If New York is the city that never sleeps, Madrid is the city that sleeps during the day. Shops mysteriously close, the streets empty,everything gets quiet when the sun is at its peak, only to mysteriously come back to life when darkness comes.
There is a good reason for this: In daylight, Madrid is rather uninteresting, by the standards of European capitals. Yes, it still has its charms (like the beautiful Parque del buen Retiro), and a visitor can instantly tell he is in Spain by the distinctive architecture and cultural feel. But the streets are a permanent sort of dusty gray, the traffic moves with all the alacrity of a hung-over Bluto Blutarsky, and the madrileños wear that perma-scowl only seen by Americans behind the counter at the DMV.
At night it's a different story. No longer does el sol expose the urin stains on store fronts. The sluggish traffic is replaced by scantily-clad young chicas, walking fast and talking faster. And get this: they smile! I don't know why Spanish women hate the daylight so much, to the point where they wear dark sunglasses even on the subway. But they do love the glow of streetlights. It's such a pleasant surprise to actually see eyeballs that we could be forgiven for thinking we have been beamed to a different city altogether: a happy one. And indeed, we have.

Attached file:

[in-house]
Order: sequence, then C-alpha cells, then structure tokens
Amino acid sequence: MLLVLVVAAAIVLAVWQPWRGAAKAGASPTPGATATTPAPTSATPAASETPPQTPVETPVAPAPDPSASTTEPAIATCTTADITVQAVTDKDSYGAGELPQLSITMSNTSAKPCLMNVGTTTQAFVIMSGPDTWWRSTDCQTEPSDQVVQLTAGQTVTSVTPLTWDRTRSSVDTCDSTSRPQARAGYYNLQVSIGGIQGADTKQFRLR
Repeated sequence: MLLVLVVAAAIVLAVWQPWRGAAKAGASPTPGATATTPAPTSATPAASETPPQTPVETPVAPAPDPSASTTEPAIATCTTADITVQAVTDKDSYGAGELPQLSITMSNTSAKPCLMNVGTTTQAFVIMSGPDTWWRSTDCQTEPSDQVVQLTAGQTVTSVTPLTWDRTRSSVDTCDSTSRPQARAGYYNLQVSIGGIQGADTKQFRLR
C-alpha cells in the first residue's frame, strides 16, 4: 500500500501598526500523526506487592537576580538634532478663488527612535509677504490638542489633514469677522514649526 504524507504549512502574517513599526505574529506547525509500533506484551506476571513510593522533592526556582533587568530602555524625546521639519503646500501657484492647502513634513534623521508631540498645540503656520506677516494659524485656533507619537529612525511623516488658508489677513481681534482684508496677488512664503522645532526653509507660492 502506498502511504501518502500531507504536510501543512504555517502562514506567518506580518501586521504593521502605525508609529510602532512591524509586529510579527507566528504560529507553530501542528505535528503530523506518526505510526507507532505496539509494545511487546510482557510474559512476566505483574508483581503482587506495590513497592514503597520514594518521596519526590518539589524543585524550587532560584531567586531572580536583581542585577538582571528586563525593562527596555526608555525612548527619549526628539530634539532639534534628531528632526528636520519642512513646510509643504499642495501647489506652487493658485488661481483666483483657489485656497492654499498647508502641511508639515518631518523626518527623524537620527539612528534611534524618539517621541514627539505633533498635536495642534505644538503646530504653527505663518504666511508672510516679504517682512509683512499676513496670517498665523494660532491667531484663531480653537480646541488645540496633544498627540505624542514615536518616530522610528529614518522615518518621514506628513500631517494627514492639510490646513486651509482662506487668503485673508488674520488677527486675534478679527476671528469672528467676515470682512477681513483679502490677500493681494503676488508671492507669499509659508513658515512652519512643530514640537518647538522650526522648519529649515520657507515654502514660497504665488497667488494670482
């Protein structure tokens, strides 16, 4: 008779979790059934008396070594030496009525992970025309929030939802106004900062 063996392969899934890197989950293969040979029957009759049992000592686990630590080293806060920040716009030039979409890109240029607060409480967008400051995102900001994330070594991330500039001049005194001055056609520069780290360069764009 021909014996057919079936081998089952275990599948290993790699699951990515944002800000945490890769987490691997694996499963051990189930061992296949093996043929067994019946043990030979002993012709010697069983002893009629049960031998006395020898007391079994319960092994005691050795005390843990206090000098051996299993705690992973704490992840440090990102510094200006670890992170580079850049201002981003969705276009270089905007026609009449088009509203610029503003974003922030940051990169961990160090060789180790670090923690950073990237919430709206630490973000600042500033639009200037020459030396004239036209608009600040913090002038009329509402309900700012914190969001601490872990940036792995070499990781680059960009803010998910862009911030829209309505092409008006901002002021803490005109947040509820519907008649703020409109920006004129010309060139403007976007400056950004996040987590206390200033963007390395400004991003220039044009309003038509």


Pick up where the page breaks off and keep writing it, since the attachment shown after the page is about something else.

And about those street lights. They are given a place of honor. More design flourishes and creative touches are expended on the humblest street-chandelier than on the marble edifices lining the Plaza Major. In Madrid, the street light is elevated to an art form.
And yes, the city does sparkle at night. It goes from interesting yet functional to absolutely beautiful. It's almost as if the buildings are designed to be lit from below. The air cools down, the dust settles, the laughter starts. To experience Madrid, you must experience Madrid At Night.
It's 2:14 AM and I haven't slept or changed my underwear in three days. I think I'll have another San Miguel.